When you are in the business of financing housing construction, generational wealth is foundational to your work whether you recognize it or not. At the Philadelphia Accelerator Fund, we go further – for us, addressing the generational wealth gap for Black and Brown Americans is positively central to our mission and a primary motivating force behind our work. We recognize the outsized role housing plays in American prosperity, and a core tenet of our loan fund is to provide resources designed to address its historic inequities. 

For the majority of American families who own their homes, the equity in those homes represents the bulk of their personal wealth. Those who are unable to purchase homes with affordable mortgages are denied the single most effective tool of wealth-building available to American families. We continue to fight major ancestral headwinds – the redlining policies of the Home Owners’ Loan Corporation (HOLC) and discriminatory practices of the Federal Housing Authority (FHA) during the 1930s and onward were straightforward, unapologetic examples of state-sponsored racism which played a major role in the racial wealth gap we see nearly a century later. These policies prevented Black families from purchasing affordable homes in desirable neighborhoods and effectively implemented de jure housing segregation throughout the country. The structure of modern American poverty is a direct descendant of such policies.

Of course, generational wealth isn’t simply a matter of access to quality shelter and the basic necessities of life. Access to generational wealth is a powerful determinant of an individual’s potential for prosperity in their lifetime. Credit analysts and loan underwriters see this every day when we review the personal financials of our borrowers – two individuals with similar personal income will oftentimes have vastly different levels of personal wealth. A Black or Brown doctor, attorney, or small businessperson, for example, is far more likely than his or her Caucasian counterpart to be saddled with high levels of student loan debt and automobile debt. Given that education and transportation are necessities of life in a modern economy, the need to finance these expenses rather than cash flow them often makes it prohibitively expensive to build generational wealth.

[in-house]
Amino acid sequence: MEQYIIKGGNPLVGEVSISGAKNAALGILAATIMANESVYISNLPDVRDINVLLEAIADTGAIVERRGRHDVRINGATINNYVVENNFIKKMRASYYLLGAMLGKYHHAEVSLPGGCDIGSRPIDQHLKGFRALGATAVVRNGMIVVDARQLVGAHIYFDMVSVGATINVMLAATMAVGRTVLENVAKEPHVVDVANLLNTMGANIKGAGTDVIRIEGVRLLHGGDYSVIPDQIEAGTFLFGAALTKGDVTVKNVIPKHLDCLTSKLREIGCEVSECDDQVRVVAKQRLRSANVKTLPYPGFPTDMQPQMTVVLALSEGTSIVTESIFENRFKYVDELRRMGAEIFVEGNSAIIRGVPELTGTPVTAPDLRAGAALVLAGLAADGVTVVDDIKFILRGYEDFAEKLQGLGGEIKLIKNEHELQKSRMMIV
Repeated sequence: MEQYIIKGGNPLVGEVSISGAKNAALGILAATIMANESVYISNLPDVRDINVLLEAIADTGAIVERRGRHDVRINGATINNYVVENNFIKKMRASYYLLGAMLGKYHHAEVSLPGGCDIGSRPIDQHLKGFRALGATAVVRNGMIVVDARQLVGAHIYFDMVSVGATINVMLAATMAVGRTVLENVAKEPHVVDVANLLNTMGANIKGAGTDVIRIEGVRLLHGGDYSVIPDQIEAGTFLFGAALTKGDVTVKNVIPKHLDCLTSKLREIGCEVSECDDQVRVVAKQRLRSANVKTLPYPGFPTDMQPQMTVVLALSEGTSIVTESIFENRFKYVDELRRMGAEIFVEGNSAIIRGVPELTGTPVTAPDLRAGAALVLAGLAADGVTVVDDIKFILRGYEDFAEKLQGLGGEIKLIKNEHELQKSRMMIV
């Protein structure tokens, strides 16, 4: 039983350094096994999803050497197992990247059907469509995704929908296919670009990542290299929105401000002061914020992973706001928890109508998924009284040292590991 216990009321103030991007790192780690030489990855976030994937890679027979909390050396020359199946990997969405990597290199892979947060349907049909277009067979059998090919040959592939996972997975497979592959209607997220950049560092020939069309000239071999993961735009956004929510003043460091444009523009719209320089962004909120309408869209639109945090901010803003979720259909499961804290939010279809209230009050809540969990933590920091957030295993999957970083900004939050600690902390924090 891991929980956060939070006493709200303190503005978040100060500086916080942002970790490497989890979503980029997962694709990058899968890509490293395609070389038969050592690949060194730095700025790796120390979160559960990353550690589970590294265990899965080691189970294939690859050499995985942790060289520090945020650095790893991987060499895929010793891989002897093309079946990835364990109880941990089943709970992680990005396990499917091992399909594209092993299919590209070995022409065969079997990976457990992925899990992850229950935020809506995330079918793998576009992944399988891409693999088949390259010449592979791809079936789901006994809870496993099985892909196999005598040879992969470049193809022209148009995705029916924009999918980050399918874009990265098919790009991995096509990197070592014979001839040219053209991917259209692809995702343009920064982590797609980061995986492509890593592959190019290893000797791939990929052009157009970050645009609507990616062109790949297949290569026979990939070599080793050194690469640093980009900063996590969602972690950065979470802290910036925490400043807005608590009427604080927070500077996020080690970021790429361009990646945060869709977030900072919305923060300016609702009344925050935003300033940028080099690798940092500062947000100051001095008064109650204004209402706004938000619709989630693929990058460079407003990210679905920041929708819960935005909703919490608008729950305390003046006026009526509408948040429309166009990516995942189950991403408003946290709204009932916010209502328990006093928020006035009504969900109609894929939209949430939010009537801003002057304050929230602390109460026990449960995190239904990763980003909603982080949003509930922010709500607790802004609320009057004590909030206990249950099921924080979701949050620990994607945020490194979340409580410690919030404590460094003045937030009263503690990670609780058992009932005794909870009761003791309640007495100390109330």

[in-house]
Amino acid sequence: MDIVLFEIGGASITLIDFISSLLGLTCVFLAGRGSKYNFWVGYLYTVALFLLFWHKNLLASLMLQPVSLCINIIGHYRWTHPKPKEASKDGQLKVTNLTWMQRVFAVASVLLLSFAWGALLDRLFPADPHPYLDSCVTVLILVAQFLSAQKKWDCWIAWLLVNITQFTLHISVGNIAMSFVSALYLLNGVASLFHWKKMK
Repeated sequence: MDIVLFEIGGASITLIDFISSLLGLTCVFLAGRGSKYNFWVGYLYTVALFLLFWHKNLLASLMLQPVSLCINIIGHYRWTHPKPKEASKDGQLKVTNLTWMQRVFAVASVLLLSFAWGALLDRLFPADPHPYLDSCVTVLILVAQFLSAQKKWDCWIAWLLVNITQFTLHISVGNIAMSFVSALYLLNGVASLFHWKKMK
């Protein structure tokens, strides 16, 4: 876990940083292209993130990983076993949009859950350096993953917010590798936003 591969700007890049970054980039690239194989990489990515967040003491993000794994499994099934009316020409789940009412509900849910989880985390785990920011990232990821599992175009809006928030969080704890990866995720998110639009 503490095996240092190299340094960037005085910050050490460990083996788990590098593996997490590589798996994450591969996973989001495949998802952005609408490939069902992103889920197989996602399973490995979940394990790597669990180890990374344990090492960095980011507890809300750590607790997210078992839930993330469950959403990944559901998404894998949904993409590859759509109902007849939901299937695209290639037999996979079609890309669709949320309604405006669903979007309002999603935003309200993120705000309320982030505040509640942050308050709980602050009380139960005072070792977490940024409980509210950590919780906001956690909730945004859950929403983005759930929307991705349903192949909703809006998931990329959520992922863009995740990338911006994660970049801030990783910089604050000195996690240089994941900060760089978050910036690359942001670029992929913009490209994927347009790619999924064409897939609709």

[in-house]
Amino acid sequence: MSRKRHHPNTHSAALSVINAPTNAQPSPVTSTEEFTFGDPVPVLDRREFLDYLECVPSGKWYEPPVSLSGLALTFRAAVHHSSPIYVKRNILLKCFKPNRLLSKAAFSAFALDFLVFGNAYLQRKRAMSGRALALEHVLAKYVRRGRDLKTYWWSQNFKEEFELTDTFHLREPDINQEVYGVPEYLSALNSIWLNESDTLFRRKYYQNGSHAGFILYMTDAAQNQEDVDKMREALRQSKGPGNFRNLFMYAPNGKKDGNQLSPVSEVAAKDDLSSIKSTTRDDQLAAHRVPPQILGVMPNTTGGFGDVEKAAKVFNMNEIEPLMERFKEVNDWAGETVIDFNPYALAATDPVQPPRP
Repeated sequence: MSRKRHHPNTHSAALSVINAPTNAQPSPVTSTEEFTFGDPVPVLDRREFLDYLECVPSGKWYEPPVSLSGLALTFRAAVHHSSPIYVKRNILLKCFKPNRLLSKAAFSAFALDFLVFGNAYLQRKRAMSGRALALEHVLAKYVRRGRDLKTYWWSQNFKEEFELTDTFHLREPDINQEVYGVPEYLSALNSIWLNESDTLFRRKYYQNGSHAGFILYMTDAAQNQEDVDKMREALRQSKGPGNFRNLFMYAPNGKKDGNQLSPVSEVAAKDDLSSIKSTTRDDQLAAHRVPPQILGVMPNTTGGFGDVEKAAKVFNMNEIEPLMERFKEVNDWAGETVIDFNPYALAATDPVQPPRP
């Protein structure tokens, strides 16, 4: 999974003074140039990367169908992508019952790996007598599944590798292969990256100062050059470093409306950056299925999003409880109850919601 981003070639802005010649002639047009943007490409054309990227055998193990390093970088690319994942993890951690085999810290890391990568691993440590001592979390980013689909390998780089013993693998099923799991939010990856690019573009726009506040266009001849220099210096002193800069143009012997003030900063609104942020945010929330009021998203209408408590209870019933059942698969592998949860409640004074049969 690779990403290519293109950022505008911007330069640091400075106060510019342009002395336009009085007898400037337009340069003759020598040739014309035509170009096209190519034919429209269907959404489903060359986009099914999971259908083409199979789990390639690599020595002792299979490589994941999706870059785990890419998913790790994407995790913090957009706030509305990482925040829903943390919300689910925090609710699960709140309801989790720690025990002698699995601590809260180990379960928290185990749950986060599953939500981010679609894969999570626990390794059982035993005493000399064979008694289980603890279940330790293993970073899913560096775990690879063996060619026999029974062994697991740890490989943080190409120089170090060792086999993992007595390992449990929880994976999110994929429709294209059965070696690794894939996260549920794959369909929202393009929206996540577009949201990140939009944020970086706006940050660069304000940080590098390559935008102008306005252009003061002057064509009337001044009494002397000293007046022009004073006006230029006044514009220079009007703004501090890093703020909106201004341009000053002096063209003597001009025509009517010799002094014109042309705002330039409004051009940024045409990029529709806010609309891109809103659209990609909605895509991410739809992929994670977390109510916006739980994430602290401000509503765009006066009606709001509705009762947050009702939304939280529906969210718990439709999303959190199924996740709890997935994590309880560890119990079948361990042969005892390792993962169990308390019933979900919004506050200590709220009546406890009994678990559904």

Student loans and car loans are a symptom of the inequity crisis we see in housing today. A child benefitting from sufficient generational wealth will have a paid-for education and a vehicle as he or she enters adult life. This is someone positioned to preserve generational wealth. Within two or three years of graduating into full-time work, he or she will have saved fifteen hundred dollars a month that would otherwise go to Sallie Mae and GM Financial. That aggregates to a down payment on a first home, and the cycle continues.

Of course, rising interest rates and other macroeconomic factors have made wealth building even more difficult over the past several years and the challenges have been felt across all communities. Building and preserving generational wealth isn’t the sole responsibility of the individual but requires recalibrating public policy and the socioeconomic structures that undergird American life. Financial support for first-time homebuyers, automatic IRAs, expanded access to tax-advantaged savings accounts, baby bonds and federally subsidized child care are just a few of the promising ideas in the public discourse. Some have been successfully implemented on the margins, but more needs to be done.

Locally, at the Philadelphia Accelerator Fund, we hope to make an impact with our capital and our experience. We feel that housing development can be a kind of bank shot for addressing the racial wealth gap – first, by building affordable housing we provide low and moderate-income families with the opportunity to grow personal equity. But at the same time, we support Black and Brown developers to build this housing and in doing so to improve their own balance sheets. We move as quickly and effectively as we can, with our focus set on raising a $100 million loan fund within the next few years. The problem of the generational wealth gap is immense…the solutions must be correspondingly robust.

If you are interested in reading more about this topic, we recommend the following books: 

  • W. Edward Orser’s Blockbusting in Baltimore: The Edmonson Village Story – a thorough and compelling account of how predatory real estate agents and FHA lending policy behaved in post-WWII West Baltimore, exploiting racism to enrich a small number of individuals and entrenching the cycle of poverty in the area. 
  • Brenda Wineapple’s The Impeachers – a fascinating history of the failed impeachment of Andrew Johnson. Both an engaging narrative and a primer on the failures of Reconstruction which were instrumental in perpetuating the racial wealth gap we see today.